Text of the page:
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Unburdening: the move

July 13, 2009

I’m moving from a big house shared with more people to a small semi-studio with some amenities shared with fewer. Sitting here in my soon-to-be-former bedroom, which is bigger in itself than some of Jay Sennett’s Tumbleweed Houses, I can already see how much I’ll have to get rid of: my found vintage “desk” which is really a beat up old craft table, both my dressers (there are some already in residence in my new place, of inferior quality, but they’ll serve), the nice wood coffee table and night stand I bought off a friendly couple, many of my books, my metal filing cabinet, and my bed frame. The bed frame is one thing I’m glad to see the back of; it’s a long story, but it’s matched up with slats that are slightly too narrow, and they fall out, and for one reason or another I’d rather keep the slats and the mattress than the bed frame. I had a futon mattress as well I didn’t quite feel ready to get rid of, as it’s very comfortable and I like to have something for the occasional guest. But I’ve only used it on the floor, I never had a frame. So when I discovered that there was a full size futon frame under the queen size mattress already in my new place, I started to think about how I could juggle all the parts around so that they would match up.

For one reason or another, I decided to get rid of my bed frame, but keep the slats and the mattress, and put the full size futon mattress I have on the full size futon frame in the new living room, shove the old queen-size mattress into the shed if it will fit, and put my mattress on a new bed base—resorting to the fallback of 2x4s and cinderblocks. It’s a long story, but it had us, meaning myself and three friends, shuffling a reluctant futon mattress and a similarly reluctant futon frame in what suddenly became serious summer heat today.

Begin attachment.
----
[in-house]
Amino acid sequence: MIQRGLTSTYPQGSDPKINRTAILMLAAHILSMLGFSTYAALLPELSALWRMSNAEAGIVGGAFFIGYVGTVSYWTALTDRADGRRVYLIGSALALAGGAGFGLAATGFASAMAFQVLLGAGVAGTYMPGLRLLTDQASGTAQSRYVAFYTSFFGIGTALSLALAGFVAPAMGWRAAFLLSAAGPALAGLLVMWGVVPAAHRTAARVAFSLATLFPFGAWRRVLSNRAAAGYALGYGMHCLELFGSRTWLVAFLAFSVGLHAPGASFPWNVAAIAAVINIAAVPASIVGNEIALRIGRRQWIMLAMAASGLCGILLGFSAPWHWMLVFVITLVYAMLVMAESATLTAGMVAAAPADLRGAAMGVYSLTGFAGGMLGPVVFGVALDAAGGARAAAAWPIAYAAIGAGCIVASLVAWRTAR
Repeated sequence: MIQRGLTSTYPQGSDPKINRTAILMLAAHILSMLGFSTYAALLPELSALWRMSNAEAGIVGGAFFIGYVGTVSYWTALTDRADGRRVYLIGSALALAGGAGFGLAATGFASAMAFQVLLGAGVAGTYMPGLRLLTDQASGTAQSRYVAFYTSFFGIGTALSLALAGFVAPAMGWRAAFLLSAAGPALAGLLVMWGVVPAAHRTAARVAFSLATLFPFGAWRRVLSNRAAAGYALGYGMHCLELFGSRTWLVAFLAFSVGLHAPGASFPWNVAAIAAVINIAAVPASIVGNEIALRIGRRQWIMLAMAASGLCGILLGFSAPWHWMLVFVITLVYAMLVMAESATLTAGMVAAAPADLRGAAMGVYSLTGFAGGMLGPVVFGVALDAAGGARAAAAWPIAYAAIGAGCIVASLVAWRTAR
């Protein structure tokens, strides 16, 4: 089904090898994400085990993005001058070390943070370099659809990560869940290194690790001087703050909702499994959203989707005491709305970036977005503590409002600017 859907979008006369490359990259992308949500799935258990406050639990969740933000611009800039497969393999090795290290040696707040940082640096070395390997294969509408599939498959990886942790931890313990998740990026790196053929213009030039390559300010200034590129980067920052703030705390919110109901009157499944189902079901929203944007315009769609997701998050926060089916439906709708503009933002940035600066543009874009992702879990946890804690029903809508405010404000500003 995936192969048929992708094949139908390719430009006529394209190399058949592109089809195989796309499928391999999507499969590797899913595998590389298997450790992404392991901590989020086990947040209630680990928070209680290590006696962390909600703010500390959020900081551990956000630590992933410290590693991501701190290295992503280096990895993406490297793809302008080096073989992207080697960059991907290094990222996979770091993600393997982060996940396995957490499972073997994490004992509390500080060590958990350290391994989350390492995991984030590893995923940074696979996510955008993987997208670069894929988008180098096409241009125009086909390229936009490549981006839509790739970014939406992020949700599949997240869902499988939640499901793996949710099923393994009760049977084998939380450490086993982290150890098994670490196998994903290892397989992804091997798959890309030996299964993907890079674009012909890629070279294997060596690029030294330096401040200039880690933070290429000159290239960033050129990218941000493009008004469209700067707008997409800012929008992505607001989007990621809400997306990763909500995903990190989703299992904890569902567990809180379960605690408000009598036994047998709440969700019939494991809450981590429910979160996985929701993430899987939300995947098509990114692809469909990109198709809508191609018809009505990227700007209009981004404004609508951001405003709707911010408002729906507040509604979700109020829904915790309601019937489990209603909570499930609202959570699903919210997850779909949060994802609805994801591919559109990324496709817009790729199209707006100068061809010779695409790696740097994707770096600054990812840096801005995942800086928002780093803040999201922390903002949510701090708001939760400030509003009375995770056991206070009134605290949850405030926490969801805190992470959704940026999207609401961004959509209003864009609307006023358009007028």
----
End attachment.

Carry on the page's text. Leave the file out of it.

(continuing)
But the point is that possessions are a hassle. I am really attached to my mattress, which is very good for my cantankerous back. It’s an expensive possession I’m glad to own. But that means I have to deal with certain limitations—I am reluctant to just abandon it when my living situation changes. I have to set up a bed frame that is to my mattress’s taste, even if it’s not to mine. I need to live someplace that has space for a full size bed. I’m lucky that it’s the only large thing I own that I’m particularly attached to. But I suspect as I move from one situation to another in the next few years that I’ll start acquiring more things I’m attached to—kitchen stuff, mostly, I bet. And I have some seedling tea plants I planted into pots, trusting that sometime in the next three years I’ll find myself in a permanent enough home that I can put them in the ground…or at least into bigger, and thus harder to move, pots.

And I’m really drawn to, as Cat Chapin-Bishop put it, find some woods to belong to sometime in the next few years. I want to find a place where I can grow to know my woods, the way I didn’t really get to know the woods I belonged to as a child (more of an overgrown drainage ditch really, and my mother was probably right to keep me from exploring them on my own).

I don’t know how I’ll do that when I’ve chosen to build skills that are in demand mostly in cities…maybe I need to build some new skills, and that’s part of my adventure right now. Build skills, unload stuff, shed unsustainable habits, and then find some place to hunker down in and grow to be part of the land. The first three are necessary steps, it seems, for the last.

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